Victim of September 11 attacks identified after 10 years
ERNEST James died in one of the most visible acts of murder in America's history, but for 10 years his body could not be found.
Mr James, 40, who worked on the 88th floor of the World Trade Centre's north tower as an I.T. expert, was one of 2,753 people assumed to have been killed at the site in the terrorist attacks of September 11, 2001.
"When I couldn't reach him," said his fiancée, Monique Keyes, "I pretty much, deep inside, knew."
This week, however, Mr James was discovered. He became the 1,629th victim to be identified by New York City forensics officials, who continue the full-time task of testing thousands of remains that were recovered.
A spokesman for their office said the identity of Mr James, who worked for the professional services firm Marsh & McLennan, had been confirmed through a DNA match in the last few days.
"As long as there is technology available, doctors have made a promise that they would continue to try to identify people," she said.
Charles Hirsch, the City's chief medical examiner, established a temporary morgue outside the World Trade Centre immediately after the attacks. He and two colleagues were injured and covered in dust when the north tower collapsed.
Dr Hirsch and his forensics officials were eventually passed more than 21,000 fragments of human remains that were recovered from the site, and are only now approaching the halfway point in their attempts to identify them all.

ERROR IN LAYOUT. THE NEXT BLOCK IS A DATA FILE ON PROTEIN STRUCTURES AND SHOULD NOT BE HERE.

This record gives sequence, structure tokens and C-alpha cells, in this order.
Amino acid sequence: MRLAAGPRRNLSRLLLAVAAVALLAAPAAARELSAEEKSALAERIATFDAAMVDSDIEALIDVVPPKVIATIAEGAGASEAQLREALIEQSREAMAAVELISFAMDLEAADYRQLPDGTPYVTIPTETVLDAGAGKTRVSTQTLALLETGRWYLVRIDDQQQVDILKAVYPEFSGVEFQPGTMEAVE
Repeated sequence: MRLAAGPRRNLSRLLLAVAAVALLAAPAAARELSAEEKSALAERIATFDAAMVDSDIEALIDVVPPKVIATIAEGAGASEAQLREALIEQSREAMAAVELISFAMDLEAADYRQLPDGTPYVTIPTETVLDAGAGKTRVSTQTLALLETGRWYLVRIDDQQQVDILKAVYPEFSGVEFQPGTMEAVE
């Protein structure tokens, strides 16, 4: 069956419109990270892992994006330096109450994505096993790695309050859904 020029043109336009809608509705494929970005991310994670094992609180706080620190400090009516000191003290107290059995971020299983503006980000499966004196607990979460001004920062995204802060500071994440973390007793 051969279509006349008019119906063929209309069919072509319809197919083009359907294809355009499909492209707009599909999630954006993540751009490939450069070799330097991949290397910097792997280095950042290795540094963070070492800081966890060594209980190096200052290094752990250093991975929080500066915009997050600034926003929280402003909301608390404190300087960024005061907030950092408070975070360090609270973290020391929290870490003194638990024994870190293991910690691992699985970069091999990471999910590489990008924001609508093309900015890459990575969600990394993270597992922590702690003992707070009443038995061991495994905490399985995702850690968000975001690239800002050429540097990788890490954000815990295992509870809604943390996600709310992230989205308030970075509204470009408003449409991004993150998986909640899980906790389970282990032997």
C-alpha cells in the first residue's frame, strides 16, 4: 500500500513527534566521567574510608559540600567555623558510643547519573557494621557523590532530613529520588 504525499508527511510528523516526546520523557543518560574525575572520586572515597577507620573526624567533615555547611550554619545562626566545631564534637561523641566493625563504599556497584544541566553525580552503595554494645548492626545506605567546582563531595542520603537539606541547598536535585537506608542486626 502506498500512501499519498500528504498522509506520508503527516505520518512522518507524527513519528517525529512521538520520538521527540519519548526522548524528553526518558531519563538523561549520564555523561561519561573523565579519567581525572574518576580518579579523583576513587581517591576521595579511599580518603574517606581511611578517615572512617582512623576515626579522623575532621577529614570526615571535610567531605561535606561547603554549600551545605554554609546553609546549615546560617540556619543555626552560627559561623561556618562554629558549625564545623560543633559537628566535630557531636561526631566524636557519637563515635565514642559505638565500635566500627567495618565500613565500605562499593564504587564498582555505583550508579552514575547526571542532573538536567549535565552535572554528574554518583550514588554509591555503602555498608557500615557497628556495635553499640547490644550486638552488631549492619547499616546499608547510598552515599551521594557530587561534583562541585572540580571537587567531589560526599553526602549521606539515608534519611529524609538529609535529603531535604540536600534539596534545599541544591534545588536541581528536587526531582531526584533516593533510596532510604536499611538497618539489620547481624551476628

Their efforts have cost tens of millions of dollars and Dr Hirsch, 74, has had to staunchly defend his turf amid drastic cuts to public spending by the city. "It's important to people, and we're here to serve people," he has said.
A proposed $16 million (£10 million) cut in March was reversed by Mayor Michael Bloomberg following protests from Dr Hirsch and the families of dozens of victims whose remains had not yet been found.
The majority of identifications were achieved by comparing DNA found at the site with samples taken from blood relatives or personal belongings of the victims. Hundreds, however, were named through dental records. Six were identified by their tattoos.
Another 1,121 people reported missing at ground zero are yet to be confirmed by remains. It is thought that some will have left no trace.
All victims from the attacks in New York, Washington and Pennsylvania, and the bombing of the World Trade Center in 1993, are engraved into the bronze parapets around the waterfall pools that have been built into the footprints of the twin towers, which were shown to the Daily Telegraph yesterday.
Rather than being listed alphabetically, the names are grouped according to the wishes of the victims' relatives. An invitation for requests attracted more than 1,200 responses. Many victims are listed with colleagues, others among those they fell with as they tried to escape the towers.
Dozens of signs pinned up around the pools warn construction workers at the site: "please do not photograph the names". They explain that victims' families will see them for the first time only during the memorial ceremony on next month's anniversary. "Please help us to do everything possible to ensure they are the first to view their loved ones' names," the signs say.
As the waterfalls flow vertically down each of the four sides of the pools, a simple comb system separates them into thin strips that recall the latticed steel panelling of the buildings that stood there ten years ago.
Joe Daniels, the president of the 9/11 Memorial, said yesterday: "With 52,000 gallons of water going through each pool every minute, I worried they would be too loud. But they create a beautiful whisper, a sound envelope that drowns out the noise of the city".
Asked for her memories of Mr James as the anniversary of his death approached, Miss Keyes said: "He just loved to make you laugh".